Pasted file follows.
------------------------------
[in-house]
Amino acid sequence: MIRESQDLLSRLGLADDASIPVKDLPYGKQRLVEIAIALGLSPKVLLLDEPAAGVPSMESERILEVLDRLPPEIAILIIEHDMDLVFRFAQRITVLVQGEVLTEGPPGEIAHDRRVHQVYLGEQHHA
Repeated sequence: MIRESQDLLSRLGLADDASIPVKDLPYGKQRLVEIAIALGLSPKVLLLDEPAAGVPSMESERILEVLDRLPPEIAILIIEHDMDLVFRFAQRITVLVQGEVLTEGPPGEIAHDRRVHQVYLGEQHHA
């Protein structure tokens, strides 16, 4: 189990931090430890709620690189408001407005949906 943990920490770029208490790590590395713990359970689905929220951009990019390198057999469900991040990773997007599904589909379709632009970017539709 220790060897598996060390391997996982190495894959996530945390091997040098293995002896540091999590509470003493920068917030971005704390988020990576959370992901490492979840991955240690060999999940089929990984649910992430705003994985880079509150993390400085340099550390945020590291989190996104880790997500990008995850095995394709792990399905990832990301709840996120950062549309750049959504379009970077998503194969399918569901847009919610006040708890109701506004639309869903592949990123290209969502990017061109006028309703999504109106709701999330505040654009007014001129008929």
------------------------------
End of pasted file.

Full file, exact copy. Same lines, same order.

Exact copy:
[in-house]
Amino acid sequence: MIRESQDLLSRLGLADDASIPVKDLPYGKQRLVEIAIALGLSPKVLLLDEPAAGVPSMESERILEVLDRLPPEIAILIIEHDMDLVFRFAQRITVLVQGEVLTEGPPGEIAHDRRVHQVYLGEQHHA
Repeated sequence: MIRESQDLLSRLGLADDASIPVKDLPYGKQRLVEIAIALGLSPKVLLLDEPAAGVPSMESERILEVLDRLPPEIAILIIEHDMDLVFRFAQRITVLVQGEVLTEGPPGEIAHDRRVHQVYLGEQHHA
């Protein structure tokens, strides 16, 4: 189990931090430890709620690189408001407005949906 943990920490770029208490790590590395713990359970689905929220951009990019390198057999469900991040990773997007599904589909379709632009970017539709 220790060897598996060390391997996982190495894959996530945390091997040098293995002896540091999590509470003493920068917030971005704390988020990576959370992901490492979840991955240690060999999940089929990984649910992430705003994985880079509150993390400085340099550390945020590291989190996104880790997500990008995850095995394709792990399905990832990301709840996120950062549309750049959504379009970077998503194969399918569901847009919610006040708890109701506004639309869903592949990123290209969502990017061109006028309703999504109106709701999330505040654009007014001129008929």